In an email interview with his local newspaper, Virginia state Sen. Creigh Deeds (D) said that he specifically holds the Rockbridge Community Service Board (CSB) — a local mental health agency — responsible for his son’s death.
He said that in the wake of the tragedy, however, he will dedicate his life now to making certain no other family has to experience what his has gone through since his son attacked him with a knife last week, then took his own life.
“I have very strong opinions about CSB, and feel like they are responsible,” he said. “My life’s work now is to make sure other families don’t have to go through what we are living.”
Last Tuesday, 24-year-old Austin “Gus” Deeds stabbed his father in the face and chest after an argument outside their rural Virginia home. Gus then shot himself inside the Bath County residence, ending his life. The elder Deeds was hospitalized but is now recovering at home.
On Monday, Gus Deeds underwent a psychiatric evaluation at the Rockbridge Area CSB. His condition had been serious enough that a magistrate judge issued an emergency custody order mandating the exam and assessment by mental health officials.
However, Rockbridge CSB told the Deeds family that there was no bed available for Gus and sent him home. Now local psychiatric facilities say that they did have beds available, but that they were never contacted about Gus Deeds.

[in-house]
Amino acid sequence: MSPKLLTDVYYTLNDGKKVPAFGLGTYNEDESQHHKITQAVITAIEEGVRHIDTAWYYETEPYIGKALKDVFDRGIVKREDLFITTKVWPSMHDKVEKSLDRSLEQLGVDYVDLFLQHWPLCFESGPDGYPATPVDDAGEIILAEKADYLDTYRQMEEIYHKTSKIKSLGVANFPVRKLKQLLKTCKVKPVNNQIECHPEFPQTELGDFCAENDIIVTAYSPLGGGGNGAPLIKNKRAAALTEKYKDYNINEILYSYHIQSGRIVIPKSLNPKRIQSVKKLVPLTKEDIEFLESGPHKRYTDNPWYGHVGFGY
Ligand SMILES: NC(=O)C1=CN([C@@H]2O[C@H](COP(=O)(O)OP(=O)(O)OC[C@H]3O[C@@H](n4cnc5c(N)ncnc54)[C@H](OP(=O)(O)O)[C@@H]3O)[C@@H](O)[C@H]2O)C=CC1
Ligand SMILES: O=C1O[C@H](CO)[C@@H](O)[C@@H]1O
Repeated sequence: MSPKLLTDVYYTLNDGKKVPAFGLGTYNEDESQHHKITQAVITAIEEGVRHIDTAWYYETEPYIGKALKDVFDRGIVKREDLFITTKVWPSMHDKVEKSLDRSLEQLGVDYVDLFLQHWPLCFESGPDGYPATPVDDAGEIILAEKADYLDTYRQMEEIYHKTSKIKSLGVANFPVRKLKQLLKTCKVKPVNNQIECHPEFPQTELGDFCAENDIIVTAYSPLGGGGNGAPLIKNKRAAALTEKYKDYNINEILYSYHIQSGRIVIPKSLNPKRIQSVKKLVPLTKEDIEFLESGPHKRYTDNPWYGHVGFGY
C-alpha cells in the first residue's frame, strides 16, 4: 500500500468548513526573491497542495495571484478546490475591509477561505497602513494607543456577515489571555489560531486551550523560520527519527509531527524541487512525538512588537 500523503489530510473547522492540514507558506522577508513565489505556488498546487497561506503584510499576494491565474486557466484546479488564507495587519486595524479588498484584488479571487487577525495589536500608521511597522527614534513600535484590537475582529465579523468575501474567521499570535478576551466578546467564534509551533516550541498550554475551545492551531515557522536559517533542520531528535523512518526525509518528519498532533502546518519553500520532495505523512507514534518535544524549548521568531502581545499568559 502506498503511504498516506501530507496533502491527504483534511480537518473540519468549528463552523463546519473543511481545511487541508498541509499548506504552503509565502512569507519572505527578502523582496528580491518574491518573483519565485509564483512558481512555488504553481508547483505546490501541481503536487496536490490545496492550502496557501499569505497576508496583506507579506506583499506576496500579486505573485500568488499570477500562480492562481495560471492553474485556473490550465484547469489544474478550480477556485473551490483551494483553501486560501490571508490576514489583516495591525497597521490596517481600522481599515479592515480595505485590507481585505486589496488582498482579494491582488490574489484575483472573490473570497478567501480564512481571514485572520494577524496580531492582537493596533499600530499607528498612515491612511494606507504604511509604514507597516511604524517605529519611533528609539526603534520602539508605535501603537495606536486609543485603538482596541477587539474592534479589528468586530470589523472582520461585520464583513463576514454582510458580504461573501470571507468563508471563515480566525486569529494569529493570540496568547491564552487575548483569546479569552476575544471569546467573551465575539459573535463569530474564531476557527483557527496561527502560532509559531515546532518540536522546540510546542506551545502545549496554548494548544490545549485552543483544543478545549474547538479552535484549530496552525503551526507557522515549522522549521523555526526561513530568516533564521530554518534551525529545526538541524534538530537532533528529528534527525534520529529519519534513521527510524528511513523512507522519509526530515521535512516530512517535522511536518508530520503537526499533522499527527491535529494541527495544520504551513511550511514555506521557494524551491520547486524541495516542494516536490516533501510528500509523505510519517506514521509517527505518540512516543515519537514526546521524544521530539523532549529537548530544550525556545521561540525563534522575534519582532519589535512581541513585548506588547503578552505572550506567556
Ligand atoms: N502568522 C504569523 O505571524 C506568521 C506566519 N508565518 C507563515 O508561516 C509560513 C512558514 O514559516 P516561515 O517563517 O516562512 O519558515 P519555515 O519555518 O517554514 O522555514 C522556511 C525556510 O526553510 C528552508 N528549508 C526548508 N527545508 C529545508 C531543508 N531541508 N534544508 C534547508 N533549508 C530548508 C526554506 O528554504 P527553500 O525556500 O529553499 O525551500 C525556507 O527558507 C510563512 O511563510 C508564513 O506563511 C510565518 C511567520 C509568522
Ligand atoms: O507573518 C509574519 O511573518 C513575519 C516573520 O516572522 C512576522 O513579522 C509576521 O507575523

The Post quoted Sen. Deeds as saying, “It seems inconvenient for those people to provide services here. I have heard from people in Rockbridge about lack of services, too, so I think there may be a bigger problem here. I am alive for a reason, and I will work for change. I owe that to my precious son.”
David Ferguson is an editor at Raw Story. He was previously writer and radio producer in Athens, Georgia, hosting two shows for Georgia Public Broadcasting and blogging at Firedoglake.com and elsewhere. He is currently working on a book.
Raw Story is a progressive news site that focuses on stories often ignored in the mainstream media. While giving coverage to the big stories of the day, we also bring our readers' attention to policy, politics, legal and human rights stories that get ignored in an infotainment culture driven solely by pageviews.
Founded in 2004, Raw Story reaches 9 million unique readers per month and serves more than 30 million pageviews.